Biking the Tour de France Route Hours Before the Main Event
Making our way onto a crowded New York subway car during rush hour with a massive bicycle case in tow was no easy task. Along with having to skip a couple of trains for sheer lack of space, we were also greeted with looks of disgust (and a fair amount of expletives) as we tried to maneuver our large cargo through the crowds. My fiancé Ross and I were on our way to France to watch—and ride—part of the Tour de France. For Ross, the bike was more necessary than underwear. It was coming with us, no matter how difficult the journey.
It wasn't until we were greeted by the concierge at the Meliá La Defense hotel in Paris—who not only knew what the case contained but also seemingly every stat about the Tour—did we feel like we had come to the right place. "I'm home," Ross turned to me and said after several minutes of exchange with the concierge about this year’s full rundown of riders and upcoming stage details.
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As an avid athlete competing on a national level, Ross has always dreamed of riding in the world’s most famous cycling race. Throughout our 11-year relationship, there isn't one July I can remember that didn't involve him waking up early to watch the Tour.
This year, as a birthday gift, I sprung for the Tour de France 2015 – The 3 Pyrenean Stages tour offered by Sports Tours International, where guests can actually ride a section of the race’s three Pyrenean stages mere hours before the pro riders pass through. The thought of biking up the almost 7,000-foot-high Col du Tourmalet—the highest paved mountain pass in the French Pyrenees—would make most people cringe. For Ross, it was a chance to set foot on hallowed ground.
I loved that the tour provided supported transport (ideal for someone like me, who doesn’t even own their own bike) and guides for spectators and cyclists at all levels. While Ross was off on a five-hour ride up the mountain, I was able to watch from the roadside. But even sideline watching proved to be a sport unto itself.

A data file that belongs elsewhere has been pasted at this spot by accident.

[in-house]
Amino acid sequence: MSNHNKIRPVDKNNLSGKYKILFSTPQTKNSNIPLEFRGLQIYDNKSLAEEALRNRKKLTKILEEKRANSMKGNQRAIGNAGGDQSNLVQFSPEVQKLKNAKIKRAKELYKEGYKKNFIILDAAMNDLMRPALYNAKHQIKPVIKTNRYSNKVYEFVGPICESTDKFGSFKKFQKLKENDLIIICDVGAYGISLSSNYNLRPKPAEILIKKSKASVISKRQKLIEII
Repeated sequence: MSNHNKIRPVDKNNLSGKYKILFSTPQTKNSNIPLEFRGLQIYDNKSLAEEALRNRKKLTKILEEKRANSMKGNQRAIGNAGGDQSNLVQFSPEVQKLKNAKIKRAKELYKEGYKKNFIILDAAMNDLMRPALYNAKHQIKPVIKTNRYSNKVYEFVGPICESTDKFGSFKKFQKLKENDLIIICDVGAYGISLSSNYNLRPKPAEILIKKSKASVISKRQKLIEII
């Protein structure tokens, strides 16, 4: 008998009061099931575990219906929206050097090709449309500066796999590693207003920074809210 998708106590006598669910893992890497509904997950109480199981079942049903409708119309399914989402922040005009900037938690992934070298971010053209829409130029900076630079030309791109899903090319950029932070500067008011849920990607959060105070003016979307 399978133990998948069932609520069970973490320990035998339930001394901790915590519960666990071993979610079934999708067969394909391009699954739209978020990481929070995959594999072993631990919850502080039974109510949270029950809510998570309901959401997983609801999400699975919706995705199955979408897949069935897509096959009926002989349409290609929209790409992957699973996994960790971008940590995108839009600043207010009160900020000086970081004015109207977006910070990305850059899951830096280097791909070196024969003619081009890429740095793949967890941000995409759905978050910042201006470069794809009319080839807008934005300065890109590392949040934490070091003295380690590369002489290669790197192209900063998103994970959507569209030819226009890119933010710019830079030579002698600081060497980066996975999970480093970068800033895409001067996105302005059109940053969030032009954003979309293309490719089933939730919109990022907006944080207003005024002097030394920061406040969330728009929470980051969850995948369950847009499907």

On the first two days, it took us spectators two hours to walk up both La Pierre-Saint-Martin (the Tour’s first summit) and Cauterets in order to catch the coveted battle for the yellow jersey. As I watched the hours-long caravan of music-blasting sponsor cars, police vehicles, and countless team cars come through for the nearly 200 riders (all things you don't see on TV), I began to understand the scale of what I was watching. Unlike a football arena, which can hold thousands of people, the Tour de France welcomes 12 to 15 million in-person spectators each year—and you feel it, standing shoulder-to-shoulder on the side of a remote road with fans who’ve trekked their way to the same spot.
Fans camp out no matter the weather, often parking campers precariously on the side of a cliff for days in order to secure the ideal viewing post along the route. Only an utter passion for the sport makes the wait for a single minute of action worthwhile. I listened as others on my tour discussed possible strategies teams use and compared marketing techniques between well-funded teams like Team Sky and the more social-media savvy Australian Orica-GreenEDGE cycling group.
Meanwhile, on the road, Ross was experiencing first-hand the massive scale of the race and stature of the climbs. Cyclists' days usually begin by rolling through small towns in the valleys, sharing the road with locals, and occasionally bumping into cattle as the shadows of the Pyrenees loom larger and larger.
Once his group reached the final climb, ominously listed as HC (Hors Catégorie, or Beyond Category), the ride became an individual push to the summit. "I've never encountered anything like that hour of 10% gradient climbing," he later told me. But between the moments gasping for breath and switching down to the lowest gears on his bike, he was able to take it all in: the stunning views of the Pyrenees and the surrounding mix of people from all walks of life (including dads towing kids with bungee cords rigged between their bikes and even a dog on the back of another) making their own way up the mountain.
Much like standing along the roadside, the scene at the top was celebratory, teeming with excitement to see the pro peloton come through in a mobile village of campers, bikes, tents, and cars, all of which had somehow made it to the treeless summit.
After Ross watched the riders and countless support vehicles roll through, the caravan of spectators began their own descent, dispersing as quickly as they had assembled. Careening down the slopes, at times reaching over 51 mph, he—and those rides who’d made the same arduous journey—were left with memories sure to last a lifetime.